It Is Your Business: A Fresh Look at the Cooperative Business Model


by Amy K. Curits, Contributing Writer

Amy Curtis

Before this summer, I didn’t think much about the specifics of the cooperative business model — or any other type of business model, for that matter. Then, as a part of my summer internship, I was asked to do a Perspective piece for the October issue of Cooperative Living, since October is Cooperative Month.

While I still don’t pretend to be an expert on the subject, I do have a much better understanding of business models than I did before.

Companies strive to succeed financially. The traditional business model is made up of shareholders and customers. Companies will ultimately make decisions based on what is deemed “best” for the company. This means that in all likelihood, the desires of shareholders will likely take precedence over the customers’ desires.

However, the cooperative business model has a distinct advantage over others. As a member of a cooperative, you are truly a part of the company. With a cooperative’s community-centric structure, the potential for active involvement is there. You are not just another customer.

In a cooperative, the customer and the shareholder are one and the same. Therefore, no balance of power between shareholder and customer need exist. Customers are much more able to have a say in what they expect, need, and want from their cooperative. In turn, their cooperative is able to make decisions that truly have the customers’ best interests in mind, without the ulterior motives that separate shareholders would induce.

The seven core principles of the coopera­tive business model are:

1.  Voluntary and Open Membership;

2.  Democratic Member Control;

3.  Members’ Economic Participation;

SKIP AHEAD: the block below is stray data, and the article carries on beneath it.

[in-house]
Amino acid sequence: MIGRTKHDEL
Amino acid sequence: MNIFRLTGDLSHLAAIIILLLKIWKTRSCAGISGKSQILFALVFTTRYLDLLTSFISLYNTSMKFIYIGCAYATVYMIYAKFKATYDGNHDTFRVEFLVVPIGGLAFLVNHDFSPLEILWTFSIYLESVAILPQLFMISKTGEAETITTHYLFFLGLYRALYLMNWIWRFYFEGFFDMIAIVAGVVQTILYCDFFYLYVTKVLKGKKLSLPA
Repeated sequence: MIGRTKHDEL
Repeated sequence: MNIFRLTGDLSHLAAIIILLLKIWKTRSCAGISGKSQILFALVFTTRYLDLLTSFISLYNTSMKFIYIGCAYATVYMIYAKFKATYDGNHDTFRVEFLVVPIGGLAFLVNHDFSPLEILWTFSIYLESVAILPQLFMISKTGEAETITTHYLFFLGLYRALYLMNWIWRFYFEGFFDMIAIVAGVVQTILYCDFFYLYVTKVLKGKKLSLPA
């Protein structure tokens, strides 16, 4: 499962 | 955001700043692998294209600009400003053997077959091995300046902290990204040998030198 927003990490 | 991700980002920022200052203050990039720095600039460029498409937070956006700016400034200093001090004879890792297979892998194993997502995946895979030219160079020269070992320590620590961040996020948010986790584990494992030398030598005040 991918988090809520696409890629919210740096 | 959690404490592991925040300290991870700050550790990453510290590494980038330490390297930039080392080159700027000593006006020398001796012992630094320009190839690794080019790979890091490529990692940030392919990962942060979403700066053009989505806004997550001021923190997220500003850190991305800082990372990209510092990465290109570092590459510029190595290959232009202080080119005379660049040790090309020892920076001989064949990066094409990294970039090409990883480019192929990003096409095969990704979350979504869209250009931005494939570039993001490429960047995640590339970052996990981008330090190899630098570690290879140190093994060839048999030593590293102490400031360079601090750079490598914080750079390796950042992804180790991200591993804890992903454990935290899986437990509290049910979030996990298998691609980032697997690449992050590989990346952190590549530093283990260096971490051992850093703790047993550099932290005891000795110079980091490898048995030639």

4.  Autonomy and Independence;

5.  Education, Training, and Information;

6.  Cooperation Among Cooperatives; and

7.  Concern for Community.

These ideas set cooperatives apart from other business models, with an emphasis on member participation at every level.

Cooperatives are founded on these principles promoting membership involvement and community. The principles date to 1844 and Britain’s Rochdale Society, the first modern cooperative business. These same basic principles continue to guide utility cooperatives today.

Discrepancies are bound to arise no matter what the business model; a utopian system in which everyone is fully content all of the time is simply not realistic, or even possible.

In reality, not everyone can be satisfied 100 percent of the time. That statement is true on many different levels.

But as a hybrid customer AND shareholder in a cooperative, you have the power to assert your opinion and to raise your concerns and needs.

As a member-consumer, in the cooperative business model your opinions carry more weight than they would in a traditional business model; you have the potential to be an influential and active shareholder.

If you are passionate about an issue, then you can voice your opinions and concerns, and they should be seriously taken into consideration. Within the cooperative business model, I think that that is much more likely to happen, and is certainly achievable. In a co-op, the potential for genuine, positive change is there.

Apathy, among other factors, can flaw any system. It’s important to be responsible for your own actions.

We all share the planet and we should uphold a level of environmental stewardship, strive to preserve resources, limit waste, and be environmentally responsible about our energy production and use.

Not everyone can serve on a co-op’s board of directors. But everyone can turn off the light when they leave a room. Everyone can take shorter showers. Everyone can adjust their thermostat settings a few degrees warmer in the summer and cooler in the winter.

Small personal changes CAN make a difference. The amount of energy conserved on a personal level may seem insignificant. However, if everyone participates, and that small individual amount of energy conserved is multiplied by the millions of cooperative members and their households, then the amount of energy conserved would prove to be quite significant.

Participation, after all, is the very fabric of the cooperative business model.

Amy Curtis is a senior at James Madison University. She is currently studying in London.

What's Your View?

This column is meant to provoke thought, so we welcome reader comments. Send e-mail to: (please enter “Perspective” in subject line), or send written responses to Cooperative Living, Perspective, Attn. Bill Sherrod, P.O. Box 2340, Glen Allen, VA 23058-2340. 




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